Do you prefer performing stand up in character, or as part of a big improvisational group? I love both. Showstopper is great because we create something together and it is like playing with your bestest pals, but then there is also something great about sharing what you have written with an audience on your own. So doing both means I get the best of both worlds!

What advice would you give to budding student comedians? Who do you think you ARE? Not really. Write jokes, do them on a stage, don’t worry if people throw things, they will learn to love you.

If you weren’t doing what you do now, what would you like to be doing instead? I would be a fat old lady in a cottage reading books and making jam.

We also have a few questions for Loretta Maine (pictured) if that’s OK: What is the last thing you ate? Your mom.

Apart from screw top wine bottles, has anything else revolutionised your life? I tell you WHAT – my agent started swapping my beer for Becks Blue – the alcohol free kind. For a week I felt like I was on a detox. COS I WAS. I was so pissed. and not in your English sense. I was like “Agent – get your ass over here” and then I smashed him in the face and made him buy me vodka. I am back to normal now. Sorry – what was the question?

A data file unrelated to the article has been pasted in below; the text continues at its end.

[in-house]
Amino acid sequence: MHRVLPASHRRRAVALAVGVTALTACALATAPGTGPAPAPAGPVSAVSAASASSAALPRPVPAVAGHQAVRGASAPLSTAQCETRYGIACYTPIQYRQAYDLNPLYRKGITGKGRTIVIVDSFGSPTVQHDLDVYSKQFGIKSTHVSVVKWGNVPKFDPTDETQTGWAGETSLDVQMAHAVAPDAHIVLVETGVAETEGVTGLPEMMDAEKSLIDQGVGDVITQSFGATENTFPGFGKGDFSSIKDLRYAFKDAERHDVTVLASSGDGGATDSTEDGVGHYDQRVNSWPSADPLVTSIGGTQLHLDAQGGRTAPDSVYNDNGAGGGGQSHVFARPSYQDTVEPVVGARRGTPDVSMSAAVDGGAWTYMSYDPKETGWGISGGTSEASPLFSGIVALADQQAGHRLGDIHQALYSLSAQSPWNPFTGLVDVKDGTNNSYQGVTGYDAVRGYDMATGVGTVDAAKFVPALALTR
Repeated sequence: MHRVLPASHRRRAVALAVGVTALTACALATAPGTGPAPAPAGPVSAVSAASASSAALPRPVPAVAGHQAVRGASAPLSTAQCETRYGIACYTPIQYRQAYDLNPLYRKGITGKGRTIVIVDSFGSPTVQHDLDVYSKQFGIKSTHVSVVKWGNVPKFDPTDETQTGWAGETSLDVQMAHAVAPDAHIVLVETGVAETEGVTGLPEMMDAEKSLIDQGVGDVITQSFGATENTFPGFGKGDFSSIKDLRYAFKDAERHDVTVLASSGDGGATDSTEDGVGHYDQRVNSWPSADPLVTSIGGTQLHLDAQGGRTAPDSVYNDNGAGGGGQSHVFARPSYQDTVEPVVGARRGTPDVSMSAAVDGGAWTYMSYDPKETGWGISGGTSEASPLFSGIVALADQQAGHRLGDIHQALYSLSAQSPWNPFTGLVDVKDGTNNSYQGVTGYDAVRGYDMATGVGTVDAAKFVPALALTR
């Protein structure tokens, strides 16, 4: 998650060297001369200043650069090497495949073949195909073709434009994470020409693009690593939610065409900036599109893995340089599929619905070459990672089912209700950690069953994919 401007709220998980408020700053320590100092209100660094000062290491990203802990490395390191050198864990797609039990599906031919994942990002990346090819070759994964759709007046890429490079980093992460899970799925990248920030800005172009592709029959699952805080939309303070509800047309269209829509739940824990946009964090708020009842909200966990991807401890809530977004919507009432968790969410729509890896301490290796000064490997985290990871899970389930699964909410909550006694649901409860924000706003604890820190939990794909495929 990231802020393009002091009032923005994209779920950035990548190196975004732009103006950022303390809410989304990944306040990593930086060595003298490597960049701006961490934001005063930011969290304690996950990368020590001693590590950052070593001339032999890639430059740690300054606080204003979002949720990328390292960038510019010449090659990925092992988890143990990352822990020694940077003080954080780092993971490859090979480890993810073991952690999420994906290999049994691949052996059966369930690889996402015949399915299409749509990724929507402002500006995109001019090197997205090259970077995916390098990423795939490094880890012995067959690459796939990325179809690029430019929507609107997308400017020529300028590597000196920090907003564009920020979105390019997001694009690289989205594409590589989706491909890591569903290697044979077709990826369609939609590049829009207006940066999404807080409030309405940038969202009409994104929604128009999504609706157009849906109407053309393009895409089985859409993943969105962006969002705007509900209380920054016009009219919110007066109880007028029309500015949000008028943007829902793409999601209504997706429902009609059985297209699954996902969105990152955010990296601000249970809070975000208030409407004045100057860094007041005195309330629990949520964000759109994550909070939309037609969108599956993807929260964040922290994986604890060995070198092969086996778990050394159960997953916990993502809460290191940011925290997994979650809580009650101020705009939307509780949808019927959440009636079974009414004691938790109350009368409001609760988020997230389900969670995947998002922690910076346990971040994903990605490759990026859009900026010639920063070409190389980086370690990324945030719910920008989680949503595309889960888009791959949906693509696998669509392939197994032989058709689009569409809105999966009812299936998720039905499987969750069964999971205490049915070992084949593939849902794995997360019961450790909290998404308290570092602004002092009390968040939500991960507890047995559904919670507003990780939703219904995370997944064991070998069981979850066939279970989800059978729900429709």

If a stranger asked you to razz their berries, what would you reply? I’d rather cup them.



Published in the Spring 2011 issue of Razz My Berries Magazine.


quick thinking, award winning, and knicker-wettingly funny

Quick thinking, award winning, and knicker-wettingly funny; the cast of Showstopper never perform the same musical twice. Each night this talented group of all singing, all dancing actors and comedians carefully concoct a brand new musical. Led by both shout outs from the audience and an innovatively interrupting director, the actors flawlessly piece together a performance of comic and musical genius; with the cast having little or no control over the storyline’s direction, the possibilities are limitless. Fuelled by the audiences’ ridiculous suggestions, Exeter’s being a sisterly struggle over a handsome archaeologist set in a deathly-curse and lustful-Arabic-tourist plagued Egyptian tomb, each performance is unlike the one before.